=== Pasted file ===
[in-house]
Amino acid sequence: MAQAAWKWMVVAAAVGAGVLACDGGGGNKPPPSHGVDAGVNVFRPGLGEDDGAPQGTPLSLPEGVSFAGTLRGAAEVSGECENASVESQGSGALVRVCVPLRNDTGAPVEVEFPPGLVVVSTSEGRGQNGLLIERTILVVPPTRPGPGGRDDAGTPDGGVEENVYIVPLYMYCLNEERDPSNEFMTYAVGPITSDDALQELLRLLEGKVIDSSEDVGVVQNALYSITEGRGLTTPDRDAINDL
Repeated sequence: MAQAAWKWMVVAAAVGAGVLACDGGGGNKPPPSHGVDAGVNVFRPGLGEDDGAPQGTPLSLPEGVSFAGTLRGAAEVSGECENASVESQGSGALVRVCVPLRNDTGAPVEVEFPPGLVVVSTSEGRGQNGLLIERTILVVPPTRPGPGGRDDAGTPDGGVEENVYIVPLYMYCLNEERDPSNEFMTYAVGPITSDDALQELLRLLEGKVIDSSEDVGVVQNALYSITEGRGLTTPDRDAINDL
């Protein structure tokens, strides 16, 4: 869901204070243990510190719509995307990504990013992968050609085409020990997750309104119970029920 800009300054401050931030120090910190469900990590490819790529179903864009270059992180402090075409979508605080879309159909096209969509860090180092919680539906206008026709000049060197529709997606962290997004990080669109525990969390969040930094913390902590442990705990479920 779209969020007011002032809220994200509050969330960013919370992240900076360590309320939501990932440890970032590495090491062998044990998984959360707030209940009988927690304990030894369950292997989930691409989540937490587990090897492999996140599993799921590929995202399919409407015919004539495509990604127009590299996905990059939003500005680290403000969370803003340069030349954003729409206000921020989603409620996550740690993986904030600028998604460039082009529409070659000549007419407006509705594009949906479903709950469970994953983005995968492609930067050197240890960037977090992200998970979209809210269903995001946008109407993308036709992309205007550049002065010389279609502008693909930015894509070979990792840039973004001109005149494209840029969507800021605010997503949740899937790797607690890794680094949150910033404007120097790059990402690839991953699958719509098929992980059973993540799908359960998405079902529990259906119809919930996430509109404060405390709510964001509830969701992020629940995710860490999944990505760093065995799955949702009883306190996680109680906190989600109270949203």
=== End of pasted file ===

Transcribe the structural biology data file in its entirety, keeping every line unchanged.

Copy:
[in-house]
Amino acid sequence: MAQAAWKWMVVAAAVGAGVLACDGGGGNKPPPSHGVDAGVNVFRPGLGEDDGAPQGTPLSLPEGVSFAGTLRGAAEVSGECENASVESQGSGALVRVCVPLRNDTGAPVEVEFPPGLVVVSTSEGRGQNGLLIERTILVVPPTRPGPGGRDDAGTPDGGVEENVYIVPLYMYCLNEERDPSNEFMTYAVGPITSDDALQELLRLLEGKVIDSSEDVGVVQNALYSITEGRGLTTPDRDAINDL
Repeated sequence: MAQAAWKWMVVAAAVGAGVLACDGGGGNKPPPSHGVDAGVNVFRPGLGEDDGAPQGTPLSLPEGVSFAGTLRGAAEVSGECENASVESQGSGALVRVCVPLRNDTGAPVEVEFPPGLVVVSTSEGRGQNGLLIERTILVVPPTRPGPGGRDDAGTPDGGVEENVYIVPLYMYCLNEERDPSNEFMTYAVGPITSDDALQELLRLLEGKVIDSSEDVGVVQNALYSITEGRGLTTPDRDAINDL
């Protein structure tokens, strides 16, 4: 869901204070243990510190719509995307990504990013992968050609085409020990997750309104119970029920 800009300054401050931030120090910190469900990590490819790529179903864009270059992180402090075409979508605080879309159909096209969509860090180092919680539906206008026709000049060197529709997606962290997004990080669109525990969390969040930094913390902590442990705990479920 779209969020007011002032809220994200509050969330960013919370992240900076360590309320939501990932440890970032590495090491062998044990998984959360707030209940009988927690304990030894369950292997989930691409989540937490587990090897492999996140599993799921590929995202399919409407015919004539495509990604127009590299996905990059939003500005680290403000969370803003340069030349954003729409206000921020989603409620996550740690993986904030600028998604460039082009529409070659000549007419407006509705594009949906479903709950469970994953983005995968492609930067050197240890960037977090992200998970979209809210269903995001946008109407993308036709992309205007550049002065010389279609502008693909930015894509070979990792840039973004001109005149494209840029969507800021605010997503949740899937790797607690890794680094949150910033404007120097790059990402690839991953699958719509098929992980059973993540799908359960998405079902529990259906119809919930996430509109404060405390709510964001509830969701992020629940995710860490999944990505760093065995799955949702009883306190996680109680906190989600109270949203």